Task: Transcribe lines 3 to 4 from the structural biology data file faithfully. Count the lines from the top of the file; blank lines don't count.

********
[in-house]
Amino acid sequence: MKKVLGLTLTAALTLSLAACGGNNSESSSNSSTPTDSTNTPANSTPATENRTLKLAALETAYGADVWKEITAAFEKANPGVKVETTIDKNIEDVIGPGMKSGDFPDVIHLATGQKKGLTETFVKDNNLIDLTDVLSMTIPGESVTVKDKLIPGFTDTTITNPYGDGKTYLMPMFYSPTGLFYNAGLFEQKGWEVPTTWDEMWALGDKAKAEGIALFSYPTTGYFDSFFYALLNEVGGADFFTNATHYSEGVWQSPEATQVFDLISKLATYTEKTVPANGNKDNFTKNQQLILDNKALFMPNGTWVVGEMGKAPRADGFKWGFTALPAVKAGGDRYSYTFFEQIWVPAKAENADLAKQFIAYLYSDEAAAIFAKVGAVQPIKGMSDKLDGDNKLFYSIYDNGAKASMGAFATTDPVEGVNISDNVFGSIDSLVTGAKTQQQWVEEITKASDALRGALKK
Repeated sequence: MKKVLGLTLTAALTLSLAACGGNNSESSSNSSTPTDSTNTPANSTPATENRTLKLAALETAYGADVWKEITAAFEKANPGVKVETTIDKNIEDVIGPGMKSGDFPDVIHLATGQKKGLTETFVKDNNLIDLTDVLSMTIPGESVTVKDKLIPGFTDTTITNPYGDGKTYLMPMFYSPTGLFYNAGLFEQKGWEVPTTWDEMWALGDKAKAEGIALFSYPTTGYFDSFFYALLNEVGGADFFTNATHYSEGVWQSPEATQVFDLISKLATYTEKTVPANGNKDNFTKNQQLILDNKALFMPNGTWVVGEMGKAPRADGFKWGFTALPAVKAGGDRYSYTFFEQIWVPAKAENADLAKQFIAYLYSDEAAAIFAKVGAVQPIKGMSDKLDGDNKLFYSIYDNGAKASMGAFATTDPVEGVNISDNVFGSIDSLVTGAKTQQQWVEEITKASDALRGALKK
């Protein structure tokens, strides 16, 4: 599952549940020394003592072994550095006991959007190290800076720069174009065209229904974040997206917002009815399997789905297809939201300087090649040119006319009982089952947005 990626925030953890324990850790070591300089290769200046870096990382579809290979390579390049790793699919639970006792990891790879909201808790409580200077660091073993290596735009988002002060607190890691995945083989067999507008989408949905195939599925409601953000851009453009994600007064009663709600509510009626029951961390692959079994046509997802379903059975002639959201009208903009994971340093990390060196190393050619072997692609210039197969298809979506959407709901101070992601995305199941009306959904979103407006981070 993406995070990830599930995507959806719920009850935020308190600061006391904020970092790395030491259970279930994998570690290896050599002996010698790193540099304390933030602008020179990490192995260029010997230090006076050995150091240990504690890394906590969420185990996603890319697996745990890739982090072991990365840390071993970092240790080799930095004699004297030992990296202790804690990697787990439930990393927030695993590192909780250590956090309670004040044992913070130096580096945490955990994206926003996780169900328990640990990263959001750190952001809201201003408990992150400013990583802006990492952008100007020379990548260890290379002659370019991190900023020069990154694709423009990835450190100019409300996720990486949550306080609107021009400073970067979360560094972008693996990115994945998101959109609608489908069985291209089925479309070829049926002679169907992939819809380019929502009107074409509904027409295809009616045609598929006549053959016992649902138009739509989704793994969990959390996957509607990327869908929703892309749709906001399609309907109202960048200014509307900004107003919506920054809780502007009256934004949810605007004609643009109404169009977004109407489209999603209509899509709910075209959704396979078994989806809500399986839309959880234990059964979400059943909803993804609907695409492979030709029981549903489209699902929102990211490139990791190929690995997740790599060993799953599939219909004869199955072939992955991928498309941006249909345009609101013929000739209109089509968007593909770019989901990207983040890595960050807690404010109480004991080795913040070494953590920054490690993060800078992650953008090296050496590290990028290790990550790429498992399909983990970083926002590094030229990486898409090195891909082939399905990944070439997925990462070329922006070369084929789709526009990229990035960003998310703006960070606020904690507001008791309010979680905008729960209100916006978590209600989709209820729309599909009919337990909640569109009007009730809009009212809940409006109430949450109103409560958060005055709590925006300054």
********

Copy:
Repeated sequence: MKKVLGLTLTAALTLSLAACGGNNSESSSNSSTPTDSTNTPANSTPATENRTLKLAALETAYGADVWKEITAAFEKANPGVKVETTIDKNIEDVIGPGMKSGDFPDVIHLATGQKKGLTETFVKDNNLIDLTDVLSMTIPGESVTVKDKLIPGFTDTTITNPYGDGKTYLMPMFYSPTGLFYNAGLFEQKGWEVPTTWDEMWALGDKAKAEGIALFSYPTTGYFDSFFYALLNEVGGADFFTNATHYSEGVWQSPEATQVFDLISKLATYTEKTVPANGNKDNFTKNQQLILDNKALFMPNGTWVVGEMGKAPRADGFKWGFTALPAVKAGGDRYSYTFFEQIWVPAKAENADLAKQFIAYLYSDEAAAIFAKVGAVQPIKGMSDKLDGDNKLFYSIYDNGAKASMGAFATTDPVEGVNISDNVFGSIDSLVTGAKTQQQWVEEITKASDALRGALKK
């Protein structure tokens, strides 16, 4: 599952549940020394003592072994550095006991959007190290800076720069174009065209229904974040997206917002009815399997789905297809939201300087090649040119006319009982089952947005 990626925030953890324990850790070591300089290769200046870096990382579809290979390579390049790793699919639970006792990891790879909201808790409580200077660091073993290596735009988002002060607190890691995945083989067999507008989408949905195939599925409601953000851009453009994600007064009663709600509510009626029951961390692959079994046509997802379903059975002639959201009208903009994971340093990390060196190393050619072997692609210039197969298809979506959407709901101070992601995305199941009306959904979103407006981070 993406995070990830599930995507959806719920009850935020308190600061006391904020970092790395030491259970279930994998570690290896050599002996010698790193540099304390933030602008020179990490192995260029010997230090006076050995150091240990504690890394906590969420185990996603890319697996745990890739982090072991990365840390071993970092240790080799930095004699004297030992990296202790804690990697787990439930990393927030695993590192909780250590956090309670004040044992913070130096580096945490955990994206926003996780169900328990640990990263959001750190952001809201201003408990992150400013990583802006990492952008100007020379990548260890290379002659370019991190900023020069990154694709423009990835450190100019409300996720990486949550306080609107021009400073970067979360560094972008693996990115994945998101959109609608489908069985291209089925479309070829049926002679169907992939819809380019929502009107074409509904027409295809009616045609598929006549053959016992649902138009739509989704793994969990959390996957509607990327869908929703892309749709906001399609309907109202960048200014509307900004107003919506920054809780502007009256934004949810605007004609643009109404169009977004109407489209999603209509899509709910075209959704396979078994989806809500399986839309959880234990059964979400059943909803993804609907695409492979030709029981549903489209699902929102990211490139990791190929690995997740790599060993799953599939219909004869199955072939992955991928498309941006249909345009609101013929000739209109089509968007593909770019989901990207983040890595960050807690404010109480004991080795913040070494953590920054490690993060800078992650953008090296050496590290990028290790990550790429498992399909983990970083926002590094030229990486898409090195891909082939399905990944070439997925990462070329922006070369084929789709526009990229990035960003998310703006960070606020904690507001008791309010979680905008729960209100916006978590209600989709209820729309599909009919337990909640569109009007009730809009009212809940409006109430949450109103409560958060005055709590925006300054």